UK banking and consumer goods companies exposed to the faltering Latin America market have held up w...
UK banking and consumer goods companies exposed to the faltering Latin America market have held up well despite the uncertainty their exposure has created, according to Henderson Global Investors.
Richard Prew, director of UK retail funds at Hendersons, says UK companies with direct exposure to Latin America have caused concern about the translation effect of weaker Latin American currencies compared with sterling.
Another short-term concern is how the currency weakness may slow economic growth, which in turn may lead to bad debts and weaker profits.
Robert Buckland, UK strategist at SchroderSalomonSmithBarney, says investors have been buying stocks such as BAT, Unilever and Diageo for their defensive industry characteristic but they have missed the fact that these companies have higher geographical risk profiles.
Buckland says: 'In particular, we would highlight BAT, Unilever and Reckitt Beckiser, which are the most exposed to the Brazilian economy. Brazil is most at risk to problems in Argentina. Elsewhere, we can also see some exposure in the traditional industrial stocks and overseas banks. ICI has a significant paints business in Brazil, while HSBC and Lloyds TSB have loan exposure to both Argentina and Brazil.'
However, Trevor Green, UK fund manager at Credit Suisse Asset Management, says UK exposure to Latin America is small and few companies have more than 5% sales exposure to the region. Green says: 'The real issue is whether the problems in Argentina spread to the rest of the world.
'Events in Latin America do not have a material impact on UK stocks. The concern is that the weak economic state of the region will lead to a slowdown in UK products and therefore there will be profit downgrades. However, North America is more of a main concern for these firms.'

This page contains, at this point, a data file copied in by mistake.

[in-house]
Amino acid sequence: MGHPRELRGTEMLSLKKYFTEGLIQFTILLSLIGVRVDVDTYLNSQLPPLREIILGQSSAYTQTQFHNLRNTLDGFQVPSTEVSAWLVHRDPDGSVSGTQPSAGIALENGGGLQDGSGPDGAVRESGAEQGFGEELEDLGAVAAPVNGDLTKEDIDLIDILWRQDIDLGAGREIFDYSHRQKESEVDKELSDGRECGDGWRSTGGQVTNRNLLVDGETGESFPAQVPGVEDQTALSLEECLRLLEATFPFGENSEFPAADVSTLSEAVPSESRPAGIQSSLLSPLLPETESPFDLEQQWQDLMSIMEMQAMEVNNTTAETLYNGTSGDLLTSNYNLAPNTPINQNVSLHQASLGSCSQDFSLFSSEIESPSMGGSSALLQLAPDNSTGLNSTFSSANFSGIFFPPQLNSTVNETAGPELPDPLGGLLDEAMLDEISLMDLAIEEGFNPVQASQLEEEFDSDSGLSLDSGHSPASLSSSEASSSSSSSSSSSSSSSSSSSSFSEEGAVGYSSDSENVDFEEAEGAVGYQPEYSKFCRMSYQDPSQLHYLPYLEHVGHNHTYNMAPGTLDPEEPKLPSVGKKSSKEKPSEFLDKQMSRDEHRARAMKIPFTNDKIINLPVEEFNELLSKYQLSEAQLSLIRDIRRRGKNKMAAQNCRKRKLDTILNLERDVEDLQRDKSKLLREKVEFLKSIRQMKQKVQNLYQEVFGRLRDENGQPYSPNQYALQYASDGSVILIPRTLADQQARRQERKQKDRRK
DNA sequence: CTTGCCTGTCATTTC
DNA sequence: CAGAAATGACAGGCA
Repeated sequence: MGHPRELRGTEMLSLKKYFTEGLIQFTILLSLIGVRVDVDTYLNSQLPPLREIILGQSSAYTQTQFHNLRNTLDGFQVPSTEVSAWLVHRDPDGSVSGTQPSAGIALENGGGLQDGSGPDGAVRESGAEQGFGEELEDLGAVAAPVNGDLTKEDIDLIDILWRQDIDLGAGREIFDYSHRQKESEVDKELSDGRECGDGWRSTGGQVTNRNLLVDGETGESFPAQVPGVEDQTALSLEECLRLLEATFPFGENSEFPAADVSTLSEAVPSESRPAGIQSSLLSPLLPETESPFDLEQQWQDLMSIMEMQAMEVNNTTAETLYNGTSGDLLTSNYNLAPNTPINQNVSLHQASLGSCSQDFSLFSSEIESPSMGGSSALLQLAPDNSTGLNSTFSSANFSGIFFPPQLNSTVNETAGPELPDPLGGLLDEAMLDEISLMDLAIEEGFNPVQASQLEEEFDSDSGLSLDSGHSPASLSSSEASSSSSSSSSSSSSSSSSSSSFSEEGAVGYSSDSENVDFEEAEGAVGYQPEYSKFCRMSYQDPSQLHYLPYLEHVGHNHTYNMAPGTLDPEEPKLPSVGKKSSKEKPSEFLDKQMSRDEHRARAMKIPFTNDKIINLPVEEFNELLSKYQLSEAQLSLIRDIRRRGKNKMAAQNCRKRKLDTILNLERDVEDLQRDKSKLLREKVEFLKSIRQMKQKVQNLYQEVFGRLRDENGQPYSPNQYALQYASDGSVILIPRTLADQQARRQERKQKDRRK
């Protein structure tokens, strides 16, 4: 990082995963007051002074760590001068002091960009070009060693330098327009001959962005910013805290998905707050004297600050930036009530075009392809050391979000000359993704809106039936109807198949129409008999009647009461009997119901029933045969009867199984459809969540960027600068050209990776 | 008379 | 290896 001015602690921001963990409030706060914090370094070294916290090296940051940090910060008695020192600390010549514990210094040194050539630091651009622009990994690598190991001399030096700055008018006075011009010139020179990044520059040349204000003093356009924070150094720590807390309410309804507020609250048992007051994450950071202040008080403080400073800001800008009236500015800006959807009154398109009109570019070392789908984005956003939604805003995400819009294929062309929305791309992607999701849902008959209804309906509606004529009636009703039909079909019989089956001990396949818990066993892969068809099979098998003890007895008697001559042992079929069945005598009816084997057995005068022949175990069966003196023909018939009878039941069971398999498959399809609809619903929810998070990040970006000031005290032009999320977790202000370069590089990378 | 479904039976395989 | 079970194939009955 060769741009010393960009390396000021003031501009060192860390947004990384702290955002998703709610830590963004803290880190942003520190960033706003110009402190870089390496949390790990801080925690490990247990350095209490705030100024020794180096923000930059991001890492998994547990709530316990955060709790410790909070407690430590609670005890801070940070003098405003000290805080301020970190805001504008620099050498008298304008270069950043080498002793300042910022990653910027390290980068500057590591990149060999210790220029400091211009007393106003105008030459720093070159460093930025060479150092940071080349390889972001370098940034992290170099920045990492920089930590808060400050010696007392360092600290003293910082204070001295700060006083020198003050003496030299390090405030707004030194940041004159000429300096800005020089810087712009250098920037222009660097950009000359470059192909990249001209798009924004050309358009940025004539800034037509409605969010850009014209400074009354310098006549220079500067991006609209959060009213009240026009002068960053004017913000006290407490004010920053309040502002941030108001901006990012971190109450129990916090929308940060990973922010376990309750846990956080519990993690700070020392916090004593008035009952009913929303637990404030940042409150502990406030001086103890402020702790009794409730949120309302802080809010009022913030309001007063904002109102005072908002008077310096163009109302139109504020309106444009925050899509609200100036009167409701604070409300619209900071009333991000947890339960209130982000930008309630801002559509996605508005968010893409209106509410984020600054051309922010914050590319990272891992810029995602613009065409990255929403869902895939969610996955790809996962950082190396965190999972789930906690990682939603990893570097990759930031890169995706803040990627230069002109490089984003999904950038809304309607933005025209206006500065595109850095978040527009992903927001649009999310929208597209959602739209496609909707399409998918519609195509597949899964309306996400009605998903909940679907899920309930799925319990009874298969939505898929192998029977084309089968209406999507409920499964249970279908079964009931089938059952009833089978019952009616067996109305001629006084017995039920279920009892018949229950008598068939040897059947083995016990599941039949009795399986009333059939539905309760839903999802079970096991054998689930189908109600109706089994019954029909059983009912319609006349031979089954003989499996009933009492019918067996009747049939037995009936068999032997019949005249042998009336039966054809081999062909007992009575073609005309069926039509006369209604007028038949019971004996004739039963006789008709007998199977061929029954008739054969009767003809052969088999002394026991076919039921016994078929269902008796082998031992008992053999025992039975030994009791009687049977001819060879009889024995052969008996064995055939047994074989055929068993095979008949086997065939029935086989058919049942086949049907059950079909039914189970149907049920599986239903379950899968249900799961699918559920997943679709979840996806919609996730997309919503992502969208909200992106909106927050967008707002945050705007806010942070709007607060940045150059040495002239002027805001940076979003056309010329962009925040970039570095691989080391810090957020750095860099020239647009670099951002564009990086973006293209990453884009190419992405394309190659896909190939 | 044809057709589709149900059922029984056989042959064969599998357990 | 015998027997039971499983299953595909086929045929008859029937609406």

Prew says the market has been concerned about this for the past two months and is now looking ahead to see if any UK companies have been affected. He says: 'Consumer goods prices have so far not been affected. This is because it is generally a defensive area and Latin America only accounts for a low proportion of sales. Results from HSBC also show it has coped well so far, with bad debts not as high as the market originally expected.'
Prew highlights that a positive factor for investing in Latin America is that its growth rates are higher than other regions, but he notes this is offset in the short term by a less stable economic and political environment, which affects short-term growth. He says: 'Latin America is just a small part of UK companies' business and losses can be made up elsewhere in Europe and the US.'
Jonathan Asante, head of emerging markets at Framlington, says the risk premium attached to companies will lower as soon as Argentina defaults.
He says: 'It is a double-edged sword. Once Argentina defaults, the event will have happened, so people can start looking forward. The Argentina default has already been 70% to 80% priced into local markets. While it may have slightly further to fall, Argentina is now getting close to defaulting.'
• Banking/consumer sectors coping well.
• Long-term growth rates remain positive.
• Companies await Argentina default.
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